January 27, 2008

A UN University?

No longer a fantasy, it seems from Der Speigel's English edition that a UN university is in the process of being set up. There has always been a UN university but until now it has functioned as a kind of UN thinktank. Now they are thinking of taking on students and becoming a more conventional university based in Yokohama. This is one of the most absurd ideas that has ever been put forward- let me just give a couple of reasons why it is absurd for this body to do that- partly the issue is that the UN University could be doing something very useful but instead is engaged on this vanity project. Lets for a moment think about why the UN ought not do these things and then concentrate on why the University is doing these things and then move to what it could more usefully do.

The argument about why it shouldn't do this is pretty simple. There are a number of great national universities out there in the developed world whose work it would be duplicating- why should there be a UN university- it isn't like the world is lacking in Universities. National Governments and private individuals seem willing to endow great institutions from American Universities like Harvard, Yale and Princeton, to European ones like Oxford, Cambridge and the Max Planck Institute. Furthermore most university systems cope fairly well with all levels of ability- academic students go to the Harvards and Yales, people who want to study vocationally go to say Loughborough (in the UK for sports science) or Westminster (for nutrition). The world is filled with universities- the UN don't need to fill this gap.

The only places which don't have many universities are poor countries- but again though it might seem like a good idea to found a UN university- it isn't. All that this will acheive is to attract even more of the brightest students away from idigenous universities- meaning that those third world institutions are deprived of their best resource- the talent of their students and professors and the wealth of the endowments that they might leave. The foundation of a UN university would just add to the already existing brain drain from the developing to the developed world- why do we need to do this?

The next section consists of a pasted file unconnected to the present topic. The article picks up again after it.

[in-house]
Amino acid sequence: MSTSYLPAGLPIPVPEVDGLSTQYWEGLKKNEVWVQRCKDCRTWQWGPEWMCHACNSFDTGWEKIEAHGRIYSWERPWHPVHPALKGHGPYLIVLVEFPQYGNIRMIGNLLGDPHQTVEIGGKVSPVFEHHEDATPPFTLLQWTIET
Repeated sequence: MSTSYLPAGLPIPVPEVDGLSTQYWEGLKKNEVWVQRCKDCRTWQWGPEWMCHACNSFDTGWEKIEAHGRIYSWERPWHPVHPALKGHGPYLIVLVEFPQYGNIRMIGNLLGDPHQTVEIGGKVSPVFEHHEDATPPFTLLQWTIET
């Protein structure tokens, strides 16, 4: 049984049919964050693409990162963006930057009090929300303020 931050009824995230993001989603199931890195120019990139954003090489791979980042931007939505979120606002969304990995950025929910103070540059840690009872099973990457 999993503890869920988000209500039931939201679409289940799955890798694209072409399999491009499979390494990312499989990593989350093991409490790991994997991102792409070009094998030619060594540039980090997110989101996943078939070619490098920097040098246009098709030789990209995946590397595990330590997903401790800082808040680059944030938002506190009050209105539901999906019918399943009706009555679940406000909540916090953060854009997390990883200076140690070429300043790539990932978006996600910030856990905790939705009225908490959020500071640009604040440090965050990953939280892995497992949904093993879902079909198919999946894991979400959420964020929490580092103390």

Bureacratic vanity is the best answer. Always governments and institutions ought to be asking not whether we can do something- but why we ought to do something. Its a fairly good rule that if the market or other institutions can and do provide a service, that you don't need to get involved. It doesn't work in all cases- but there must be a clearly demonstrable public good from something that the government or an international body does. The reason to do something cannot be as it seems to be here the ambition of one or a couple of individuals: government spending needs to be justified and its justification can't merely be that this is something we can do.

The UN University would far better be employed as a group of elderly, even retired, academics who would help governments that don't have university systems set them up. Say providing exam papers that would be respected as a gold standard and hence gain respect for degrees from new universities in developing nations. The UN University could organise for first world academics to go on regular lecturing tours in Africa or in the poorer parts of Asia. It strikes me that this would be a far better use of time and resource than competing with those new universities. The UN University would be far better used as a resource for all the Universities in the world- if its used at all but it should not compete with them.

We don't need it, we shouldn't have it and the only reason we do have it is vanity. This is exactly the kind of thing that gives government a bad reputation and its exactly the kind of thing which ought to be abandoned.

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